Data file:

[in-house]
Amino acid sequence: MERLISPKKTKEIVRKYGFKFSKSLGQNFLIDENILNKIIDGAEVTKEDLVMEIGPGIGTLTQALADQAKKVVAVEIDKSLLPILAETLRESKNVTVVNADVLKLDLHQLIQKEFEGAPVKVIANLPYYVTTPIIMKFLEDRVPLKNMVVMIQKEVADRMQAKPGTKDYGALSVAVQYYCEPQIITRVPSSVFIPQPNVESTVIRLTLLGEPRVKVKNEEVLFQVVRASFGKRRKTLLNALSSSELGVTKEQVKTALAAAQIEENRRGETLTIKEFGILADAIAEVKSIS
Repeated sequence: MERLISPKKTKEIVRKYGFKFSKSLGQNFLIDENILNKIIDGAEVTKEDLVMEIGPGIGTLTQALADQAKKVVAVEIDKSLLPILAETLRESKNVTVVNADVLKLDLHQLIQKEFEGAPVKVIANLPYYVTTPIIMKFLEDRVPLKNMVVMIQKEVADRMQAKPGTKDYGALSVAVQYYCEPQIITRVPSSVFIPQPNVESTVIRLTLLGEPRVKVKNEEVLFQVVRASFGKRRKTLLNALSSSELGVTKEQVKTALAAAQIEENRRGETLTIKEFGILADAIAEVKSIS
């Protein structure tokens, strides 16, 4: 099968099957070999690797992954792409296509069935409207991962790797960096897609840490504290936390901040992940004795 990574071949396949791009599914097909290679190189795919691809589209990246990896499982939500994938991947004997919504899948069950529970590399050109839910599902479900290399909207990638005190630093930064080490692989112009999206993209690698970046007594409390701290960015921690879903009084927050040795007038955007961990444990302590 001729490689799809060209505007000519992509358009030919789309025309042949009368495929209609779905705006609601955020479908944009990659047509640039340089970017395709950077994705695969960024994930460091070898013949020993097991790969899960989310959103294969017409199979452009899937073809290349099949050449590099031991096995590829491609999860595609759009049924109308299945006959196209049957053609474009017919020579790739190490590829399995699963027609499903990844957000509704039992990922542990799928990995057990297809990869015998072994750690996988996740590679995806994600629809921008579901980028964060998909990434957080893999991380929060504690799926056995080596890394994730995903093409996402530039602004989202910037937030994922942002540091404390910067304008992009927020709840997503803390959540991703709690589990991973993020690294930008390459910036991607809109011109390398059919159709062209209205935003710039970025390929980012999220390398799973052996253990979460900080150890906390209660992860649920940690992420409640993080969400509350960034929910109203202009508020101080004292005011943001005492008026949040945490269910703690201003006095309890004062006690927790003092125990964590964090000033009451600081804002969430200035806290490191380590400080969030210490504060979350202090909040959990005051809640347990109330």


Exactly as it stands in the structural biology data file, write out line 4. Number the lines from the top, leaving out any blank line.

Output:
């Protein structure tokens, strides 16, 4: 099968099957070999690797992954792409296509069935409207991962790797960096897609840490504290936390901040992940004795 990574071949396949791009599914097909290679190189795919691809589209990246990896499982939500994938991947004997919504899948069950529970590399050109839910599902479900290399909207990638005190630093930064080490692989112009999206993209690698970046007594409390701290960015921690879903009084927050040795007038955007961990444990302590 001729490689799809060209505007000519992509358009030919789309025309042949009368495929209609779905705006609601955020479908944009990659047509640039340089970017395709950077994705695969960024994930460091070898013949020993097991790969899960989310959103294969017409199979452009899937073809290349099949050449590099031991096995590829491609999860595609759009049924109308299945006959196209049957053609474009017919020579790739190490590829399995699963027609499903990844957000509704039992990922542990799928990995057990297809990869015998072994750690996988996740590679995806994600629809921008579901980028964060998909990434957080893999991380929060504690799926056995080596890394994730995903093409996402530039602004989202910037937030994922942002540091404390910067304008992009927020709840997503803390959540991703709690589990991973993020690294930008390459910036991607809109011109390398059919159709062209209205935003710039970025390929980012999220390398799973052996253990979460900080150890906390209660992860649920940690992420409640993080969400509350960034929910109203202009508020101080004292005011943001005492008026949040945490269910703690201003006095309890004062006690927790003092125990964590964090000033009451600081804002969430200035806290490191380590400080969030210490504060979350202090909040959990005051809640347990109330």